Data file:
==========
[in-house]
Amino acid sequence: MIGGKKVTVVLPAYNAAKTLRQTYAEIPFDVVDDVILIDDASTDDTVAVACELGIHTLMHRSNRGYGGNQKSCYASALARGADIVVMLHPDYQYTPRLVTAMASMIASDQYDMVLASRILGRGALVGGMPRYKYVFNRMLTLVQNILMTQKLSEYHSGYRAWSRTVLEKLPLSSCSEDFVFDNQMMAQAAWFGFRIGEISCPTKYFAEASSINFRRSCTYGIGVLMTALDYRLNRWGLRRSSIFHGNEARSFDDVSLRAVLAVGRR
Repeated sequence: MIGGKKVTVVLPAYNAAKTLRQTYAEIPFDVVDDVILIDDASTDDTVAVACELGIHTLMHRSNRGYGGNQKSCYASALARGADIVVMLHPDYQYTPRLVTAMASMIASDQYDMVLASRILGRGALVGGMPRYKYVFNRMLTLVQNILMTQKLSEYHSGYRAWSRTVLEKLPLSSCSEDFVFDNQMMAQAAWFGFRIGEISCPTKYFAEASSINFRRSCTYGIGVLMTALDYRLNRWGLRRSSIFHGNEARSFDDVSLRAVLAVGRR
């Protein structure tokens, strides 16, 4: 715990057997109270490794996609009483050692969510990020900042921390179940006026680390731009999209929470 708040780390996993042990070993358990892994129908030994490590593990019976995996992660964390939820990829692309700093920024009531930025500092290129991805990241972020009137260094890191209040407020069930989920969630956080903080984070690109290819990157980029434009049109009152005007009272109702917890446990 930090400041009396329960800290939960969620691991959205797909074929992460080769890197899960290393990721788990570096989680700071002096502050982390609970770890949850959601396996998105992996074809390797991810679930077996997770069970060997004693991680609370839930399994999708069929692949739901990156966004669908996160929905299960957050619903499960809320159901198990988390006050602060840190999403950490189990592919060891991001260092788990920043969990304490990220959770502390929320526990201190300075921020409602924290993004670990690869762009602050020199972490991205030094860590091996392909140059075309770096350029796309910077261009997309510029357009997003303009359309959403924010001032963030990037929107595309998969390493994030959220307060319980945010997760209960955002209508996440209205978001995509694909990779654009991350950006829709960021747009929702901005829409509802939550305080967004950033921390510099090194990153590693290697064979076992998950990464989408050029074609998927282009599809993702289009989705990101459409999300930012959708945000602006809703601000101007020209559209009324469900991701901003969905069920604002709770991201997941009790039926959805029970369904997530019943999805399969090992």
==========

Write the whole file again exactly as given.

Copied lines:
[in-house]
Amino acid sequence: MIGGKKVTVVLPAYNAAKTLRQTYAEIPFDVVDDVILIDDASTDDTVAVACELGIHTLMHRSNRGYGGNQKSCYASALARGADIVVMLHPDYQYTPRLVTAMASMIASDQYDMVLASRILGRGALVGGMPRYKYVFNRMLTLVQNILMTQKLSEYHSGYRAWSRTVLEKLPLSSCSEDFVFDNQMMAQAAWFGFRIGEISCPTKYFAEASSINFRRSCTYGIGVLMTALDYRLNRWGLRRSSIFHGNEARSFDDVSLRAVLAVGRR
Repeated sequence: MIGGKKVTVVLPAYNAAKTLRQTYAEIPFDVVDDVILIDDASTDDTVAVACELGIHTLMHRSNRGYGGNQKSCYASALARGADIVVMLHPDYQYTPRLVTAMASMIASDQYDMVLASRILGRGALVGGMPRYKYVFNRMLTLVQNILMTQKLSEYHSGYRAWSRTVLEKLPLSSCSEDFVFDNQMMAQAAWFGFRIGEISCPTKYFAEASSINFRRSCTYGIGVLMTALDYRLNRWGLRRSSIFHGNEARSFDDVSLRAVLAVGRR
């Protein structure tokens, strides 16, 4: 715990057997109270490794996609009483050692969510990020900042921390179940006026680390731009999209929470 708040780390996993042990070993358990892994129908030994490590593990019976995996992660964390939820990829692309700093920024009531930025500092290129991805990241972020009137260094890191209040407020069930989920969630956080903080984070690109290819990157980029434009049109009152005007009272109702917890446990 930090400041009396329960800290939960969620691991959205797909074929992460080769890197899960290393990721788990570096989680700071002096502050982390609970770890949850959601396996998105992996074809390797991810679930077996997770069970060997004693991680609370839930399994999708069929692949739901990156966004669908996160929905299960957050619903499960809320159901198990988390006050602060840190999403950490189990592919060891991001260092788990920043969990304490990220959770502390929320526990201190300075921020409602924290993004670990690869762009602050020199972490991205030094860590091996392909140059075309770096350029796309910077261009997309510029357009997003303009359309959403924010001032963030990037929107595309998969390493994030959220307060319980945010997760209960955002209508996440209205978001995509694909990779654009991350950006829709960021747009929702901005829409509802939550305080967004950033921390510099090194990153590693290697064979076992998950990464989408050029074609998927282009599809993702289009989705990101459409999300930012959708945000602006809703601000101007020209559209009324469900991701901003969905069920604002709770991201997941009790039926959805029970369904997530019943999805399969090992």